\\MyServer\MyWorkgroup\Addons\myaddon\Application\Plugins\myplugin.dll

else

 \\MyServer\MyWorkgroup\Addons\myaddon\Images

At the time of the XSILoadPlugin call the following code can determine this path:

// C++ API
XSIPLUGINCALLBACK CStatus XSILoadPlugin( XSI::PluginRegistrar& in_reg )
{
	in_reg.PutName( L"mypluginname" );

        ...Other Registration....

#ifdef unix
	CString slash(L"/") ;
#else
	CString slash(L"\\") ;
#endif

	/* Path of this plugin, e.g. C:\users\myname\Softimage\XSI_5.0\Application\Plugins\ */
	CString strPluginDir = in_reg.GetOriginPath() ;	

	// Build a path to an image directory, e.g.
	// C:\users\myname\Softimage\XSI_5.0\Application\Plugins\..\..\Images
	// which is equivalent to
	// C:\users\myname\Softimage\XSI_5.0\Images
	CString strRelativePath = strPluginDir + L".." + slash + L".." + slash + L"Images" + slash ;

	return XSI::CStatus::OK;	
}

Also, during any callback the same calculation can be performed. During callbacks the PluginRegistrar object is not available, but the Plug-in information can be found in the XSIApplication.Plugins collection (Application::GetPlugins in C++ API).

// C++ API
XSIPLUGINCALLBACK XSI::CStatus sim_bug_Execute( XSI::CRef& in_context )
{	
	Application app;

	// Find the path to this plugin via its name (must be exactly
	// as specified in the in_reg.PutName() call inside XSILoadPlugin)
	Plugin thisPlugin = app.GetPlugins().GetItem( L"mypluginname" ) ;
	CString strPluginDir = thisPlugin.GetOriginPath() ;

#ifdef unix
	CString slash(L"/") ;
#else
	CString slash(L"\\") ;
#endif

	// Build a path to an image directory, e.g.
	// C:\users\myname\Softimage\XSI_5.0\Application\Plugins\..\..\Images
	// which is equivalent to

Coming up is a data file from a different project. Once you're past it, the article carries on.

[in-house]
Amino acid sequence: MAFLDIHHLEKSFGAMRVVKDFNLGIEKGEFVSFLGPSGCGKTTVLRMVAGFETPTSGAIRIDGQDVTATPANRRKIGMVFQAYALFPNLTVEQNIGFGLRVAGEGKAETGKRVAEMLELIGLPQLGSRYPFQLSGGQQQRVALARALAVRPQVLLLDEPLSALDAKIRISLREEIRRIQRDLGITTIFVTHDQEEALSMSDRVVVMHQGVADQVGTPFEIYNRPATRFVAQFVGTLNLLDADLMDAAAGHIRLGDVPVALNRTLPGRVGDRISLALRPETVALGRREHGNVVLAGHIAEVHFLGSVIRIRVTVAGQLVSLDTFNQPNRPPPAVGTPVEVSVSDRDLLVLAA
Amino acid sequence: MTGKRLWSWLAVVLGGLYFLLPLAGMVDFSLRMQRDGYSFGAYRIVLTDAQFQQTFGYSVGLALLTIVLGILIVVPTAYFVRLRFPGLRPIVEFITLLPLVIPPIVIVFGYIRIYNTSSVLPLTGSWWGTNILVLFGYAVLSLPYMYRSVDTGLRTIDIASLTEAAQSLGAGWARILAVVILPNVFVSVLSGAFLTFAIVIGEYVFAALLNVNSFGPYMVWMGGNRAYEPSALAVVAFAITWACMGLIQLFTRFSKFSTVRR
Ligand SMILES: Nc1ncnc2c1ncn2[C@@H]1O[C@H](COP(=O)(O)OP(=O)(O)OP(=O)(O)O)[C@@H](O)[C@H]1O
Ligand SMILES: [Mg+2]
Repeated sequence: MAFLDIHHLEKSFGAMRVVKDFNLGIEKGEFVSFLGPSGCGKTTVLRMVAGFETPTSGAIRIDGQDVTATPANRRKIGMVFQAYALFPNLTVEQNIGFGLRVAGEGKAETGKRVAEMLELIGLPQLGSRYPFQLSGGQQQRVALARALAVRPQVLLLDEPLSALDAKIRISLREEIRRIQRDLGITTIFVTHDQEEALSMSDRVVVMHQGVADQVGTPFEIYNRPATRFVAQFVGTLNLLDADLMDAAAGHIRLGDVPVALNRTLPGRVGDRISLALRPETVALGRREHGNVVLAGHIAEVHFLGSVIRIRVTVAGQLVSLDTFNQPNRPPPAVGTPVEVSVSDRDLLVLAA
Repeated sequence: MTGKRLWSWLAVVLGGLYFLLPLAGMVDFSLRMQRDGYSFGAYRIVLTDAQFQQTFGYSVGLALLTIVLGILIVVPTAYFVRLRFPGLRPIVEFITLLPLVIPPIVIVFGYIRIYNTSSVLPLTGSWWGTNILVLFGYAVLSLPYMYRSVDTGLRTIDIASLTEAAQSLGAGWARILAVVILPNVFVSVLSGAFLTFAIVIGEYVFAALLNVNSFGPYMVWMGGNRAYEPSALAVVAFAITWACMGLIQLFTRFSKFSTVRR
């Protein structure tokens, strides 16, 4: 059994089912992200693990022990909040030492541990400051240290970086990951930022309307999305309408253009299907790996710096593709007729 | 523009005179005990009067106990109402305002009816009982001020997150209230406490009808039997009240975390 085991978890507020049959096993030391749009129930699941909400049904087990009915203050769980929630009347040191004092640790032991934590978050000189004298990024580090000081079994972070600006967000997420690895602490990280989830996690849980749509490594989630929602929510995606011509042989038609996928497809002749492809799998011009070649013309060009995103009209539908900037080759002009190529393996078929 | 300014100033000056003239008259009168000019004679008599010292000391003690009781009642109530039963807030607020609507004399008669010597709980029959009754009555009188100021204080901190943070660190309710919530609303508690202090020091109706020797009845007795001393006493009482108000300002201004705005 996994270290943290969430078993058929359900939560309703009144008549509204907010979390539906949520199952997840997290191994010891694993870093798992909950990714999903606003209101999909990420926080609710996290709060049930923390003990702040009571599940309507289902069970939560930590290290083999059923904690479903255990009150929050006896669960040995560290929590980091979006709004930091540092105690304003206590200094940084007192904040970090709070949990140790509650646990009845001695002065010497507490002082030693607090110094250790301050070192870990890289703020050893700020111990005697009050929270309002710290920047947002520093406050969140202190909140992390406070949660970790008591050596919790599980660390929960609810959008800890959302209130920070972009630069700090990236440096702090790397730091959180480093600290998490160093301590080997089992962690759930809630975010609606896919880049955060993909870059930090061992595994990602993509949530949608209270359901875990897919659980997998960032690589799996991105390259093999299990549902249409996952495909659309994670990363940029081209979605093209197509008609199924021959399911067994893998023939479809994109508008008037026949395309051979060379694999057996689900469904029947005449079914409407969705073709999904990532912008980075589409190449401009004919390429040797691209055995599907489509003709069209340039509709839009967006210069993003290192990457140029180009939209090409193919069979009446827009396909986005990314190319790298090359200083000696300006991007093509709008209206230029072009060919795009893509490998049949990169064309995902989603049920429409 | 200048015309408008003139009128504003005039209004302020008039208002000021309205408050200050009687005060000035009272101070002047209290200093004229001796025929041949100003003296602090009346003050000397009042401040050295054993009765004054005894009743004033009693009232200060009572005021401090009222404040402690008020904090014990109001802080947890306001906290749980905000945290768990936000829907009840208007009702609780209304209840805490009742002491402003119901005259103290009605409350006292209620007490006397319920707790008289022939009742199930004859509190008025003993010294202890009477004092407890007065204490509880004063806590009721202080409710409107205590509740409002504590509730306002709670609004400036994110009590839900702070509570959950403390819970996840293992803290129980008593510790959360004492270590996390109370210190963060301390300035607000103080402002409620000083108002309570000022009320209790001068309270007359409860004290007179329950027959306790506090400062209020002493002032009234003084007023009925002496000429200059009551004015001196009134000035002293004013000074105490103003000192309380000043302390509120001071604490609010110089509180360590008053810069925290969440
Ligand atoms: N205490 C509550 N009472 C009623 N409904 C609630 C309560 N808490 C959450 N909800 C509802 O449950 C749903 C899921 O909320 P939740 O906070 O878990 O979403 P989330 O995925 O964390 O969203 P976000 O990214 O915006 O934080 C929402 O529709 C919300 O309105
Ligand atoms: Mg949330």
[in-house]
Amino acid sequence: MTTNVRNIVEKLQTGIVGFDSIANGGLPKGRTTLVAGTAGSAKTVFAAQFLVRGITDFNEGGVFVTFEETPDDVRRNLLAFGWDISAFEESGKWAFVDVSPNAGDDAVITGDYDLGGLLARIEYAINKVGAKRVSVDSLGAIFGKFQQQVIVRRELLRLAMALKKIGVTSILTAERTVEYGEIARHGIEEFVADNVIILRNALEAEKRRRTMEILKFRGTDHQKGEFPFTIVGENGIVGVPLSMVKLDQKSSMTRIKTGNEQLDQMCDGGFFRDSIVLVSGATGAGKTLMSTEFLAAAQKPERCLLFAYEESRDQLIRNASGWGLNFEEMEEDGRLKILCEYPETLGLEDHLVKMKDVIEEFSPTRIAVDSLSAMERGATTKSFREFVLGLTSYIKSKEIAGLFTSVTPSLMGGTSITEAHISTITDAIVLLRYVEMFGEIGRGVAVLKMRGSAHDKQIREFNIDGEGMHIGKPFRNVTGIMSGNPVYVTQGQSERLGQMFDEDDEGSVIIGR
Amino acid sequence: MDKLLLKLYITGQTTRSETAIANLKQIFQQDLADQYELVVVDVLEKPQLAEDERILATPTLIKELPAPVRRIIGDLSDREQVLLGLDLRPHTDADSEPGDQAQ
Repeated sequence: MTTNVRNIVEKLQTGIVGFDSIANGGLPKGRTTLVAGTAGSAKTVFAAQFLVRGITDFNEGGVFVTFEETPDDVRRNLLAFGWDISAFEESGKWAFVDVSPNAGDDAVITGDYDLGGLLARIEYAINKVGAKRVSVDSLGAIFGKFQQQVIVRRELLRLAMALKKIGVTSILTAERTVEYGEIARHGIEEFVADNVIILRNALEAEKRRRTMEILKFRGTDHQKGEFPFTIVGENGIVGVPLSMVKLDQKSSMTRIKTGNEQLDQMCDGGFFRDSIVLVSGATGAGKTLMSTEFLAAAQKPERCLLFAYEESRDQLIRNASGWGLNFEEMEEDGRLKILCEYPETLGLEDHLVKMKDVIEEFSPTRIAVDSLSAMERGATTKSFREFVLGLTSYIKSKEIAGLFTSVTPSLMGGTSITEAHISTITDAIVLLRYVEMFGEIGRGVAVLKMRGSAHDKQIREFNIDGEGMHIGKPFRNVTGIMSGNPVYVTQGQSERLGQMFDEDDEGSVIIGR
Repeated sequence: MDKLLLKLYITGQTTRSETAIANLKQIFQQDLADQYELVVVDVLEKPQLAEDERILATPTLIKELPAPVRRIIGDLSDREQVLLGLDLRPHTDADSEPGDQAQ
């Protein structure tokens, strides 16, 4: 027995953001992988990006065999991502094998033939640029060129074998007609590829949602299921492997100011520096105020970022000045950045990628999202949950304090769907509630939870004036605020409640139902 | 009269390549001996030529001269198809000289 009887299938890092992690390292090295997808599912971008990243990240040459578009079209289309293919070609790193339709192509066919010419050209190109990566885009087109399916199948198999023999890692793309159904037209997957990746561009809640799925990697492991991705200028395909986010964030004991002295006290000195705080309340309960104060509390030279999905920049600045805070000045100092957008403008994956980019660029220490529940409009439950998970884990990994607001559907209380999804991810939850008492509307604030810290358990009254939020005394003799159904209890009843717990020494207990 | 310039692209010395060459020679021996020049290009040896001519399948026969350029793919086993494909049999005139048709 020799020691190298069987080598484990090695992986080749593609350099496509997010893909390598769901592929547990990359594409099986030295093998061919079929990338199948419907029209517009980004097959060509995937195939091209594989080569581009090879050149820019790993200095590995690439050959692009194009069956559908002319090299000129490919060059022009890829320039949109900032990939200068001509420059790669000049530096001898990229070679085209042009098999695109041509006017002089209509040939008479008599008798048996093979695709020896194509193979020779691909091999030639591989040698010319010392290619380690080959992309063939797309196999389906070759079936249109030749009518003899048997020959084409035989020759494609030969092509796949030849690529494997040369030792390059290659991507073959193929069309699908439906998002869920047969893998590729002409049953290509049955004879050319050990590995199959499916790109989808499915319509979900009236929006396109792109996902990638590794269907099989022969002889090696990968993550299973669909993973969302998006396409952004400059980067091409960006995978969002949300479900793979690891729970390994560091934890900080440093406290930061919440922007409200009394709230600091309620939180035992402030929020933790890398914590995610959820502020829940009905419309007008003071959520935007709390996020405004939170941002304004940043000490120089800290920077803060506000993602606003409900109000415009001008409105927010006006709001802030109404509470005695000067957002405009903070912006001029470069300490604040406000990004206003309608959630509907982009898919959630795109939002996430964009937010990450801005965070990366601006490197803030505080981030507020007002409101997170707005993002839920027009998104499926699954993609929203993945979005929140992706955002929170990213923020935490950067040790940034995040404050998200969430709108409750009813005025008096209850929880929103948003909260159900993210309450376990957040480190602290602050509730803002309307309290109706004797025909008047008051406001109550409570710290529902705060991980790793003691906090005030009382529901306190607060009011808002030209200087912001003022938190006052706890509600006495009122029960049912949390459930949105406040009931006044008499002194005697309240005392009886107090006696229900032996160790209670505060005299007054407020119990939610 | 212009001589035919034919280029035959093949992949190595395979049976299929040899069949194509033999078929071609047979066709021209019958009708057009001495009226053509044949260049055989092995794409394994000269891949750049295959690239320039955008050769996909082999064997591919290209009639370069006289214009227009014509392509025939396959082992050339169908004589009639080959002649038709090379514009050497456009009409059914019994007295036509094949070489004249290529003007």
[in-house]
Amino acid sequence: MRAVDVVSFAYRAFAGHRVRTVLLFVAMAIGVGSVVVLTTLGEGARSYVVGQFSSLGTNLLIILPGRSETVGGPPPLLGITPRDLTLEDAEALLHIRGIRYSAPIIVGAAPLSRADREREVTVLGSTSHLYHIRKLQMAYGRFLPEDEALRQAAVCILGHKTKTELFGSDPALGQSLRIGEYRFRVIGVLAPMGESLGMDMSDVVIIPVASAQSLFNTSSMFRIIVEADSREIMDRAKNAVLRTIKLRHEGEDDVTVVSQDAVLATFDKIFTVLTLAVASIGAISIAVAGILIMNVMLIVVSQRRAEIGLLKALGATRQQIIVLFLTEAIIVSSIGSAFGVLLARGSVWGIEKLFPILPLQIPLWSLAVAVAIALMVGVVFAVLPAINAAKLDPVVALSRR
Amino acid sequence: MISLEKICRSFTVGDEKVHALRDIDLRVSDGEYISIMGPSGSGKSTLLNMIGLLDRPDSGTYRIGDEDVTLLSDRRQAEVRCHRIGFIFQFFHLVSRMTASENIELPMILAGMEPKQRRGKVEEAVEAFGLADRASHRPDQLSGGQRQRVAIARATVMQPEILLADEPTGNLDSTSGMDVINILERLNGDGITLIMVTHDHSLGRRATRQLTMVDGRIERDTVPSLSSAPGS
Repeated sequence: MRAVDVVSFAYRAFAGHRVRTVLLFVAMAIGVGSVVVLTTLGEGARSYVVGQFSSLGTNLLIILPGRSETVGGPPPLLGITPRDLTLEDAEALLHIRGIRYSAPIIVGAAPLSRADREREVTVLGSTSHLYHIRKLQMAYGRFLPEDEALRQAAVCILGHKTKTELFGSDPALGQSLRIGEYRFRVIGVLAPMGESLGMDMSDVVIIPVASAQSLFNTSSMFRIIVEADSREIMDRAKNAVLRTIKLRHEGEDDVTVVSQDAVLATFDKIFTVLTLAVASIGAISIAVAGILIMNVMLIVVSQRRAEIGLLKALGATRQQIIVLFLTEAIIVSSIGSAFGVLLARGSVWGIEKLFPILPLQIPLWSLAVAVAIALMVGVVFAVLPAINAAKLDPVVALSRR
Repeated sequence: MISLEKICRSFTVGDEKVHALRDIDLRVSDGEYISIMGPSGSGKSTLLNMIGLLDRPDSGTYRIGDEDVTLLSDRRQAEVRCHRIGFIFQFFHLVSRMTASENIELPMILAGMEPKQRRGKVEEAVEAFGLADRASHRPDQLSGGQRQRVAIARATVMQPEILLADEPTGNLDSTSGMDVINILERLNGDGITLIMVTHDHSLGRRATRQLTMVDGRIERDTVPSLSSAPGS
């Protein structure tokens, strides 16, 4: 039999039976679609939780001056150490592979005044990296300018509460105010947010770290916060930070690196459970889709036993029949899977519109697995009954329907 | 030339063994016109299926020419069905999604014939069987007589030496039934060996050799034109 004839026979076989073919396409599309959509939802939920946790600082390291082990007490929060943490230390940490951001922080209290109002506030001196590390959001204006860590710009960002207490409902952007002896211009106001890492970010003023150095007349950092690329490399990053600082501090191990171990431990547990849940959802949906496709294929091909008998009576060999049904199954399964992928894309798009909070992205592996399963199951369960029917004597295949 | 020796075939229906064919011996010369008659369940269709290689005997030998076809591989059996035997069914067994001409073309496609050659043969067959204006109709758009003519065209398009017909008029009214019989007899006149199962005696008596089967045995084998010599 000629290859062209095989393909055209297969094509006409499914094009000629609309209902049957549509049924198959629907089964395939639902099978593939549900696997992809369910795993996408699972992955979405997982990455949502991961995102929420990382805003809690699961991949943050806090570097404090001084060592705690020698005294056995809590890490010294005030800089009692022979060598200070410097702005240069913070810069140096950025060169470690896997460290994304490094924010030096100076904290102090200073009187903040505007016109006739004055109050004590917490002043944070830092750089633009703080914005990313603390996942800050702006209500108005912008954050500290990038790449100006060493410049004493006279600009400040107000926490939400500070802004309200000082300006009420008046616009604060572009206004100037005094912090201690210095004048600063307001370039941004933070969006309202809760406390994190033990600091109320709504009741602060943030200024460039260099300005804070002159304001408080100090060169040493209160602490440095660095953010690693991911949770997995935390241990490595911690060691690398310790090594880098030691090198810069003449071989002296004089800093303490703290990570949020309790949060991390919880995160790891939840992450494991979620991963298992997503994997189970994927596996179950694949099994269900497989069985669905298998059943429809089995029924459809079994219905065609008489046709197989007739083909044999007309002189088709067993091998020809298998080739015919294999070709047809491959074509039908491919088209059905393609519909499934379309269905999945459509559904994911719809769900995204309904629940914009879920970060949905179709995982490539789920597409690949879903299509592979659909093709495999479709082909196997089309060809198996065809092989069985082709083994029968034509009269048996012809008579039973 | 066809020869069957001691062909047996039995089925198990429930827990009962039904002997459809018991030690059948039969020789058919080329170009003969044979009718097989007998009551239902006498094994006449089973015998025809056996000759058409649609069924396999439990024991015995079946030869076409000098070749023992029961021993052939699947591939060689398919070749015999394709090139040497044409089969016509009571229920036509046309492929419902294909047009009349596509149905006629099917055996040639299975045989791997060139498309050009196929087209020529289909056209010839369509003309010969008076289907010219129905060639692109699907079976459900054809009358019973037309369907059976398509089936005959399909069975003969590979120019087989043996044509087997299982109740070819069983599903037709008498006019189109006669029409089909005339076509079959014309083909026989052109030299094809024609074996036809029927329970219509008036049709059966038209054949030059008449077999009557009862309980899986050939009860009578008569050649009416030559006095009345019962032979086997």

// C:\users\myname\Softimage\XSI_5.0\Images
	CString strRelativePath = strPluginDir + L".." + slash + L".." + slash + L"Images" + slash ;
	Application().LogMessage( strRelativePath ) ;

This code works for both Linux and Windows, which is important if you wish to develope cross-platform tools.

Note: In some production environments other approaches may be possible. For example absolute paths may be ok if there is a strict file organization policy. Or an environmental variables or "substitute drives" may be used to reference a network or local location in a safer fashion.

See also "Python Custom Modules (XSISDK)" for an example of how this concept can be extended to custom Python modules.

Mixed 32 and 64bit Workgroups

On 32 bit machines XSI cannot load dlls (or .so) compiled with a 64 bit compiler. And similarly, XSI 64bit cannot load 32bit dlls. If you wish to have a workgroup or to package an .xsiaddon that contains both flavors use the following naming scheme:

foo.32.dll  (or foo.32.so)
foo.64.dll  (or, when 64 bit XSI is available on Linux, foo.64.so)

Both files can exist in the same \Application\Plugins directory, and XSI will not attempt to load the .dll that does not match the current platform. This naming scheme avoids having error messages reported.

This page was last modified 09:45, 9 Dec 2005.